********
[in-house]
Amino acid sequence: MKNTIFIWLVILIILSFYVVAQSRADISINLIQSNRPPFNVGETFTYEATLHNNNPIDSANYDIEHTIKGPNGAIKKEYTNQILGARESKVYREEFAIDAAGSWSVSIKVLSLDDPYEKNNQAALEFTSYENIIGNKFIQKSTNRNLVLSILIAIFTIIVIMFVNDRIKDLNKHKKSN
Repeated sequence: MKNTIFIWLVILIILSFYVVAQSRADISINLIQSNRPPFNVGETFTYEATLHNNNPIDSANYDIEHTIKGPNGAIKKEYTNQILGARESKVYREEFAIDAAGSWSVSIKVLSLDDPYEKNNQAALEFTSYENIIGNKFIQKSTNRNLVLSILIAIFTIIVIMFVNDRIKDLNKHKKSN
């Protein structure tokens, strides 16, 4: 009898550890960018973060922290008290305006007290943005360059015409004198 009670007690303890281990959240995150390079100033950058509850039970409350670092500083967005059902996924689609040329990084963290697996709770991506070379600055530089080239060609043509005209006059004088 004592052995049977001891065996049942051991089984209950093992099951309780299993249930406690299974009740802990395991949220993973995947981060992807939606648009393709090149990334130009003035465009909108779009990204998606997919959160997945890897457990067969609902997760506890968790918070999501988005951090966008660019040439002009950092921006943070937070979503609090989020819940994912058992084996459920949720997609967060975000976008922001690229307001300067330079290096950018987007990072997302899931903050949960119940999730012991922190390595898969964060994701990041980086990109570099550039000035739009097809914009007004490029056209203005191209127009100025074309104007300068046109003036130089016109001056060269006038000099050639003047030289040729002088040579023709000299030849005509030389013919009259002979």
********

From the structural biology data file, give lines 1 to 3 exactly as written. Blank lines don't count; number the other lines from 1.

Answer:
[in-house]
Amino acid sequence: MKNTIFIWLVILIILSFYVVAQSRADISINLIQSNRPPFNVGETFTYEATLHNNNPIDSANYDIEHTIKGPNGAIKKEYTNQILGARESKVYREEFAIDAAGSWSVSIKVLSLDDPYEKNNQAALEFTSYENIIGNKFIQKSTNRNLVLSILIAIFTIIVIMFVNDRIKDLNKHKKSN
Repeated sequence: MKNTIFIWLVILIILSFYVVAQSRADISINLIQSNRPPFNVGETFTYEATLHNNNPIDSANYDIEHTIKGPNGAIKKEYTNQILGARESKVYREEFAIDAAGSWSVSIKVLSLDDPYEKNNQAALEFTSYENIIGNKFIQKSTNRNLVLSILIAIFTIIVIMFVNDRIKDLNKHKKSN